Every year, we pray for a good judgment, which includes, above all, peace, both in the world and in our own minds and hearts.

Every year it seems to recede a bit further.

I really should get to work on that.

Hope your year is good and sweet and brings nothing but peace.

Thursday, September 21, 2006

What I ate for dinner last night and more blather

A toasted everything bagel, buttered with one hand because AM was on the verge of a nervous breakdown. So clearly tonight will be tuna night, which is actually good because Taxman is the hands-down champion tuna maker for the house.

To add to yesterday's post, what further bothers me about the price of fresh and/or organic foods is that you can literally watch it go up. The maple syrup that cost me $14.49 yesterday (although so worth it for the applesauce cake I make with it) was only $11.99 at some point in the recent past--2-3 years ago. In fact the last quart was $13.99. The exact same thing happened with the rice that we buy in 1 kg plastic containers. I got into the habit of saving them because they make excellent storage for kids' toys and also for bathtime fun, plus the hard plastic, brightly colored round lids are great teethers. Anyway, when I first started saving them, 2 years ago, the price stamped on top was $4.29 (for Indian-style white Basmati rice, if you were keeping track). Then it was $4.39, then $4.49, then $4.59, and now it's $4.89. Really, it's not the 60 cents that bothers me, it's how fast the prices are changing. I guess in a way I'd rather have less subtle price jumps but less often. Like the price of stamps.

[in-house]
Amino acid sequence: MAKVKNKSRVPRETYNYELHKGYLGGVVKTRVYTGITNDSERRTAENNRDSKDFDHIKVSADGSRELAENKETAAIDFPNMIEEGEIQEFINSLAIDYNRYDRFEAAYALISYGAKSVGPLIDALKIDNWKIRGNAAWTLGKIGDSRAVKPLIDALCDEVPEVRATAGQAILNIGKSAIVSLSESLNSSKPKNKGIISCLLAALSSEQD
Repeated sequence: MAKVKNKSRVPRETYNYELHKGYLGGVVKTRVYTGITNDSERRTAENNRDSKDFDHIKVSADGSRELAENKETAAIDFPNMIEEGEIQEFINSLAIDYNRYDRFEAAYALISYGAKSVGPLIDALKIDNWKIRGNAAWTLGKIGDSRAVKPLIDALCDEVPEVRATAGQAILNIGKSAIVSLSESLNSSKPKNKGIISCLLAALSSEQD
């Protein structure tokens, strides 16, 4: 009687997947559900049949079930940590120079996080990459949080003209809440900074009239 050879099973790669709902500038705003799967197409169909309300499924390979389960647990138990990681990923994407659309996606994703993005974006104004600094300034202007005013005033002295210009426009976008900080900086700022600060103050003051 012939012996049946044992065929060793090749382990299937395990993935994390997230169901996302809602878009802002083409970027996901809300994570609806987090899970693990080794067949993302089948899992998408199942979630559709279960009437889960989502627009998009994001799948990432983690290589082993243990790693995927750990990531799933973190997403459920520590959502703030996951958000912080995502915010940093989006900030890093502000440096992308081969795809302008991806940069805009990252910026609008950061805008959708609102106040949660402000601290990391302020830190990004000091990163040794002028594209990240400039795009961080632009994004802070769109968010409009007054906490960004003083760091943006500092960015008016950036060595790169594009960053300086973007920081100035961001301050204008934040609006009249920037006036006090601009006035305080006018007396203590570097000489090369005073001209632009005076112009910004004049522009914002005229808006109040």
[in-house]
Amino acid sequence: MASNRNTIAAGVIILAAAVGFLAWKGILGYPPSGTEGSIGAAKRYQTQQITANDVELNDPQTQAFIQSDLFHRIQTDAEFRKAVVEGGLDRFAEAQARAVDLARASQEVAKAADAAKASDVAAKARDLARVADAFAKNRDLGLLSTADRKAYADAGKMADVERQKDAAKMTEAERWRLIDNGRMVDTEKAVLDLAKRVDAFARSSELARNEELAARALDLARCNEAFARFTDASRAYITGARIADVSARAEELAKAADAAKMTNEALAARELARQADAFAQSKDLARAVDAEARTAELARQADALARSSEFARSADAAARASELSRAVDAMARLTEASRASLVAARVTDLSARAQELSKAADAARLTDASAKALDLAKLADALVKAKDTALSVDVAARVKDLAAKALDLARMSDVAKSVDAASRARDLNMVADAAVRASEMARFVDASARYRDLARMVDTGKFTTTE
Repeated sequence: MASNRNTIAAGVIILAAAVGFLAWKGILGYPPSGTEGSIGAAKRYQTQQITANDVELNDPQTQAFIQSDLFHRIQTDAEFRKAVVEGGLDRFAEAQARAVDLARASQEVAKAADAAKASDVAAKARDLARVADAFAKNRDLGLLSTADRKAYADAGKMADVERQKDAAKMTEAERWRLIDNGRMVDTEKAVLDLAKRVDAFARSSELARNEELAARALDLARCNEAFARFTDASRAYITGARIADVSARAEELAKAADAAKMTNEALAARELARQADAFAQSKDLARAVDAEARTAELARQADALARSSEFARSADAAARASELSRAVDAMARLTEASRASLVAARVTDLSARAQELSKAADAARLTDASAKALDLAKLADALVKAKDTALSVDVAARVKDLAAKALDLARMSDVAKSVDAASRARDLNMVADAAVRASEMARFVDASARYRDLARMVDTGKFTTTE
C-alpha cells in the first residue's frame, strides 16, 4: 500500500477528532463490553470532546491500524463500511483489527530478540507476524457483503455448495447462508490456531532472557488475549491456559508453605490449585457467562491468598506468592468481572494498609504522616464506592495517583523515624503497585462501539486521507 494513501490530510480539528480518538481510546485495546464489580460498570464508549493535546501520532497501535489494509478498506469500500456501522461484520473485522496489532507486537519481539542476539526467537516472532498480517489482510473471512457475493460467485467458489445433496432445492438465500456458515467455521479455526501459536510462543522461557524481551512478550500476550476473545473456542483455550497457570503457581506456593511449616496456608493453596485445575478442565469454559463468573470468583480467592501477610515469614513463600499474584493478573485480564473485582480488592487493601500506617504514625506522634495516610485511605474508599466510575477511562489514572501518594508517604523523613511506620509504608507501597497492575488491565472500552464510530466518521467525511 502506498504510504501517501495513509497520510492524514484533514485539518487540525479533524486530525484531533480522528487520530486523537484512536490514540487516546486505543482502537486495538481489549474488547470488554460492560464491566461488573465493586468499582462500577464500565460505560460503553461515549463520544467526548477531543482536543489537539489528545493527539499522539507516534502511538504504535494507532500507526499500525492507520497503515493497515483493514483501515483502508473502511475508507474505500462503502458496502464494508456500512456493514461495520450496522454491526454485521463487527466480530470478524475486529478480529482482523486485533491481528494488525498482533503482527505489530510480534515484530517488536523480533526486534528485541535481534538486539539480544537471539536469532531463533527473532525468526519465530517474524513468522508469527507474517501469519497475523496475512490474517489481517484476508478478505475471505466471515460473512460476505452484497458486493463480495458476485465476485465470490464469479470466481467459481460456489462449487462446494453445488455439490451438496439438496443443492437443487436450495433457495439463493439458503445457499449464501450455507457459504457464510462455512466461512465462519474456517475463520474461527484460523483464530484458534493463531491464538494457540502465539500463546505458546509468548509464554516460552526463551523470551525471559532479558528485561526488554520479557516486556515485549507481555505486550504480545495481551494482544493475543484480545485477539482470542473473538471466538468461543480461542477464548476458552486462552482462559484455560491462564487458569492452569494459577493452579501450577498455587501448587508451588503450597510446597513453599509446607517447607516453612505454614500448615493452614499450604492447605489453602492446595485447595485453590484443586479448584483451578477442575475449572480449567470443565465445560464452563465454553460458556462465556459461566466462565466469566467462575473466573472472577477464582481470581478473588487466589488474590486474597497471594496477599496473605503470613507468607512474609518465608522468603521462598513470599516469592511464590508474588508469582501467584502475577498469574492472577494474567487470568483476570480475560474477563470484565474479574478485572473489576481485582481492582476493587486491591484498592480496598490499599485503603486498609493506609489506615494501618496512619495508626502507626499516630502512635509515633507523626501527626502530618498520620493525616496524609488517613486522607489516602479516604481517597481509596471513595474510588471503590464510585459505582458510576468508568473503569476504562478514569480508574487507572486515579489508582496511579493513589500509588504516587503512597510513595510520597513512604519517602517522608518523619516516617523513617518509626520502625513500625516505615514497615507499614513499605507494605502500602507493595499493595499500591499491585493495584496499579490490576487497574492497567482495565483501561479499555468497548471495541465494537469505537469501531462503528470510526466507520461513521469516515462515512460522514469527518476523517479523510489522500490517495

Freaky things at Target:

1. I bought the one and only package of size 5 underpants (small, fits pants sizes 4-8, according to the package) in the place. There were many, many, many choices in sizes 7 (L), 8 (XL), and 9 (XXL). And we're talking huge wall displays of Hanes and Fruit of the Loom. One package. Do they just not order enough size 5s? Or does nobody buy them, so they don't even order them? I am puzzled.

2. The Starbucks in my local New York City Target (not in a slum by any means, but not exactly a high-rent area) charges on average 55 cents more per drink than what I paid two days ago in a suburban Starbucks, serving an area that while not the wealthiest in Westchester County is definitely a socio-economic step or two up from where I was today. Somehow that left me feeling extremely icky. Shouldn't people overpay for overroasted coffee at the same rate, regardless of their ZIP code?

Wednesday, September 20, 2006